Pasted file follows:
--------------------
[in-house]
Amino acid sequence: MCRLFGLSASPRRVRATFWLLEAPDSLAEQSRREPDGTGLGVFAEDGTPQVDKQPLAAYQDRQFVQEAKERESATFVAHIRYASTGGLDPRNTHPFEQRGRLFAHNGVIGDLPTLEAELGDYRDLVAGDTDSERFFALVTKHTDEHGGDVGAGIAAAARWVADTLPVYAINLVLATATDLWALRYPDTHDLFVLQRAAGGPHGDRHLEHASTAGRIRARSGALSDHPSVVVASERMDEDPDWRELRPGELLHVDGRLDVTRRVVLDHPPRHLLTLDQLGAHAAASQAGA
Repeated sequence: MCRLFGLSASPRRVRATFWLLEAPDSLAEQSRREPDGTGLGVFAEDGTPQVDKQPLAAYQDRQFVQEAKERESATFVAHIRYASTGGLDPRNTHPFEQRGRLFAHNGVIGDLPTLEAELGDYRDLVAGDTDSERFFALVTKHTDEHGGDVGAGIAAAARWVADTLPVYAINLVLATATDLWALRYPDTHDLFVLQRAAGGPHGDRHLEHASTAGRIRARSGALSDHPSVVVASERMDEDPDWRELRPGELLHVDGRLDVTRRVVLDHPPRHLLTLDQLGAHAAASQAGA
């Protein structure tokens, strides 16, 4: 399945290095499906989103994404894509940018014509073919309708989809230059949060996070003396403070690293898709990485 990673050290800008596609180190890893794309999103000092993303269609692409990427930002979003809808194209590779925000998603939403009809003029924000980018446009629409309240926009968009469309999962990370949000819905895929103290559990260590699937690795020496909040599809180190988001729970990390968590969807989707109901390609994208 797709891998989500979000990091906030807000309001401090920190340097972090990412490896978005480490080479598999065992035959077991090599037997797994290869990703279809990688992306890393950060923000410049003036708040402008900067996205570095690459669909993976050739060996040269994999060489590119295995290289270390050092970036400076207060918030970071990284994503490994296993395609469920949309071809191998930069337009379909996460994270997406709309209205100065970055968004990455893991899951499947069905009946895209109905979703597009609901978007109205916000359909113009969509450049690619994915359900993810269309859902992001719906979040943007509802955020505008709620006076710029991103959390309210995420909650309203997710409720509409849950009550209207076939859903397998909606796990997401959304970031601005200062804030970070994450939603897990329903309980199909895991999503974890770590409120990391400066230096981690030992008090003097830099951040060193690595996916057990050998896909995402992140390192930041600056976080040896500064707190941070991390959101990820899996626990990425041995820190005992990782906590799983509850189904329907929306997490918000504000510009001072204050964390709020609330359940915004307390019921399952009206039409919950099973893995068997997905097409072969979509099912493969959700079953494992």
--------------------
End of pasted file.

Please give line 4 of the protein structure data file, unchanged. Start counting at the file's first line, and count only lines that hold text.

């Protein structure tokens, strides 16, 4: 399945290095499906989103994404894509940018014509073919309708989809230059949060996070003396403070690293898709990485 990673050290800008596609180190890893794309999103000092993303269609692409990427930002979003809808194209590779925000998603939403009809003029924000980018446009629409309240926009968009469309999962990370949000819905895929103290559990260590699937690795020496909040599809180190988001729970990390968590969807989707109901390609994208 797709891998989500979000990091906030807000309001401090920190340097972090990412490896978005480490080479598999065992035959077991090599037997797994290869990703279809990688992306890393950060923000410049003036708040402008900067996205570095690459669909993976050739060996040269994999060489590119295995290289270390050092970036400076207060918030970071990284994503490994296993395609469920949309071809191998930069337009379909996460994270997406709309209205100065970055968004990455893991899951499947069905009946895209109905979703597009609901978007109205916000359909113009969509450049690619994915359900993810269309859902992001719906979040943007509802955020505008709620006076710029991103959390309210995420909650309203997710409720509409849950009550209207076939859903397998909606796990997401959304970031601005200062804030970070994450939603897990329903309980199909895991999503974890770590409120990391400066230096981690030992008090003097830099951040060193690595996916057990050998896909995402992140390192930041600056976080040896500064707190941070991390959101990820899996626990990425041995820190005992990782906590799983509850189904329907929306997490918000504000510009001072204050964390709020609330359940915004307390019921399952009206039409919950099973893995068997997905097409072969979509099912493969959700079953494992």